But then the Stork says, “I’ve been kind of fading in and out, there’s just something very subdued about this session.”  And I’m like, “I’ve been crying all day because of Don.”  My partner says, “I’m exhausted from work.”  She and I look at each other and we’re like, “This is okay with me, is it with you?”

The Stork says, “I’d like to go back to the fair fighting agreement.  You know, in IFS*, you can still get angry, you just have to speak for parts instead of being blended and speaking from parts.  You know what I mean, don’t you (to my partner)?”

My partner nods.

Then he looks at me.  “Lyralen, do you understand?” As if I’m in kindergarten.

“Yes,” I answer homicidally.  Because he has only explained this about 15 times (he’s a born-again IFS person and talks about it incessantly) and besides, I read the IFS books and knew all about speaking for parts instead of from parts before session 1, which I have told him over and over again.  Also, I am conceptually gifted, so understanding the concept wasn’t exactly rocket science for me.  What I wanted to say was, “Yes, I read the books and in case you haven’t noticed I’m a lot smarter than you are.”  What I did say was, “I already told you I’ve done as much as I can on this topic.”  And he’s like, “I just want your partner to know that if she tries not to get angry at all it will build up and she’ll explode.”  And I’m like, (more homicidal by this point) “But I still can’t do any more on this topic.”  He says, “Oh.  Okay.”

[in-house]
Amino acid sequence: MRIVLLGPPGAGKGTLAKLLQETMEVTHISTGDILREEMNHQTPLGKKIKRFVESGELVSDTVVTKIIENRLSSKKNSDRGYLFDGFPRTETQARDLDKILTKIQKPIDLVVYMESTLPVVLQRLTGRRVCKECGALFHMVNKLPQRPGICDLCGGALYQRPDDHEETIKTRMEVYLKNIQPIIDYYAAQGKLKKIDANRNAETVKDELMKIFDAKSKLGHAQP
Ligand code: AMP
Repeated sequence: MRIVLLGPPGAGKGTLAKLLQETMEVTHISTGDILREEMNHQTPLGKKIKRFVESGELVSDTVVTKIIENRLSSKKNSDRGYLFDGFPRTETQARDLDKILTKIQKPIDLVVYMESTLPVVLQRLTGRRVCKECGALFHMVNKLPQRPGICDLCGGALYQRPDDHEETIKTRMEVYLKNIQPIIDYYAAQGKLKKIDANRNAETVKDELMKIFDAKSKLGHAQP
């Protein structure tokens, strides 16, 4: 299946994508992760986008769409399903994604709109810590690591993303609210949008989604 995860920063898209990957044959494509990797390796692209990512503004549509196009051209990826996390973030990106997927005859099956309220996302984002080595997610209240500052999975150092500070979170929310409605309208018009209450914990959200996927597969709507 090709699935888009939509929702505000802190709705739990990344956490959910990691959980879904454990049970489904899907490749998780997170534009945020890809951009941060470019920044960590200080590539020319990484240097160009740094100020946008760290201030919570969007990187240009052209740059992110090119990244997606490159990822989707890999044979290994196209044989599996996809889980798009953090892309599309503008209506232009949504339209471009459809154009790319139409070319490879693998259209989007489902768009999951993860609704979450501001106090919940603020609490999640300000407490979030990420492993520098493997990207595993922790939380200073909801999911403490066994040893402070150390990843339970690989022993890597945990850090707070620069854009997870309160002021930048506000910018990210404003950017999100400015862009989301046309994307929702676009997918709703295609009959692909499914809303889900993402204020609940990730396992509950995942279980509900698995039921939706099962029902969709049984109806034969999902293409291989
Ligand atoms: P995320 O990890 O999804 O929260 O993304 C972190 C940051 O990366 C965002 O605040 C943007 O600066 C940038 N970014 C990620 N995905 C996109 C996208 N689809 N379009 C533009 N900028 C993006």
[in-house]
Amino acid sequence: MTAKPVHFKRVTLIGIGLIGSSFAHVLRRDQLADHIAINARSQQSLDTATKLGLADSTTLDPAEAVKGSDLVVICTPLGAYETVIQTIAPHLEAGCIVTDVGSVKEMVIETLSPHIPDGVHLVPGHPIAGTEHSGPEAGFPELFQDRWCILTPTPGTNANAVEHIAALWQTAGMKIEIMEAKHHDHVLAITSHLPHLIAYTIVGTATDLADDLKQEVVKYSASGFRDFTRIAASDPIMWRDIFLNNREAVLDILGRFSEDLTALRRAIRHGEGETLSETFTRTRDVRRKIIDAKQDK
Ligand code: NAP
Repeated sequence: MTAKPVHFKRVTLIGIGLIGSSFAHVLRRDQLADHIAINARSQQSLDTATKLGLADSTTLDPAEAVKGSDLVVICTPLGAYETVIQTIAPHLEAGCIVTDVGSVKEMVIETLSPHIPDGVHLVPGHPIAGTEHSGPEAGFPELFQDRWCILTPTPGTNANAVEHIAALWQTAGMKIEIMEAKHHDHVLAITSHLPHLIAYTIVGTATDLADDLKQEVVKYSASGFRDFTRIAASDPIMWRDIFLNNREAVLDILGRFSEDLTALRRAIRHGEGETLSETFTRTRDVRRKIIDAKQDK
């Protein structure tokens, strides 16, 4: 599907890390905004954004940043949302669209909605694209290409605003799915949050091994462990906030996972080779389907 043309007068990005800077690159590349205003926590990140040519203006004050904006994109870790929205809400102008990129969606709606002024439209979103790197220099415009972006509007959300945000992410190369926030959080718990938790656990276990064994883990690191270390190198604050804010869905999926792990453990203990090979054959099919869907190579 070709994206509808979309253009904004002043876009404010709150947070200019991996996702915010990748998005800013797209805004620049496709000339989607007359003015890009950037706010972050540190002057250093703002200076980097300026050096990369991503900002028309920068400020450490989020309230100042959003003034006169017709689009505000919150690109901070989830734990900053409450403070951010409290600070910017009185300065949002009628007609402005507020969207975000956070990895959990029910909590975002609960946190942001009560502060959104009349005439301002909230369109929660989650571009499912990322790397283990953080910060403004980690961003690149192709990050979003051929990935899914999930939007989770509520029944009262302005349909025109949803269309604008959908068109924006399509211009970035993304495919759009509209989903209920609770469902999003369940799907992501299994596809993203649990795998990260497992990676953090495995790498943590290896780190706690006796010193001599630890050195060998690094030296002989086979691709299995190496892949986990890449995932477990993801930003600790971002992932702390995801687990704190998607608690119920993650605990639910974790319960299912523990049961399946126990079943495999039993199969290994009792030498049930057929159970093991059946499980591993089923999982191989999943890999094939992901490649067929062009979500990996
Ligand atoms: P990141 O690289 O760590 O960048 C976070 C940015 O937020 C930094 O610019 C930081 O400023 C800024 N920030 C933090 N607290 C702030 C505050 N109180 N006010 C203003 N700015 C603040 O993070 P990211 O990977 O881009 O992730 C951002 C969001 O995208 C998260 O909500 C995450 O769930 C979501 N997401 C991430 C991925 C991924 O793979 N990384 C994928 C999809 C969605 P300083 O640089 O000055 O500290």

Therefore, I have taken an oath to fire the Stork so I don’t have to kill him.  Much as I will miss the absurdity of Eckhardt Tolle quotes, IFS repetitive lectures, and his abandonment issues, enough is enough.

My partner, who is less reactive to the Stork than I am, basically agrees with all my conclusions.  She says, “He just has to be the center of attention all the time.”

So true.  And obviously a problem, because I need to be the center of attention, if not all the time, at least 60%.  Though 70% is better.

I’m sure this will be a topic with our next couples therapist, as my partner isn’t really happy with 40%, let alone 30.  As I’m sure you could guess.

And so, back to the world of therapist interviews.  Perhaps we will meet another therapist who talks with puppets, or who dresses as the Wicked Witch of the West or who turns into a dog between visits.  I am not looking forward to it.  To say the least.

IFS:  The Richard Schwartz theory that we are all made up of subselves called parts.  Some of these parts are protectors, some critics, some firefighters, some exiles (lost children), etc.  My partner is an experienced peer counselor in this method and is now, as I’ve previously mentioned, doing a professional training in it.  To prove my intermittent sainthood, I’m doing a workshop to get some practice in it.  But, more importantly, I am really interested in writing a comedy called, “Me and My Parts VS. You and Your Parts.”  (Which has to have some couples therapy visits in the plot.  It just has to.)

IFS info:  http://www.selfleadership.org/

How to Win at Couples Therapy


Yes, couples therapy continues with the Stork.  Which makes it, I don’t know…about 4 months now.  And of course, couples therapy would not be continuing if I were not winning.

How to win?  You have to convince both the therapist and your partner that you are not the problem, or at least not the biggest problem, and therefore the focus should not be on you and your pathology, no matter how crazy that pathology might be.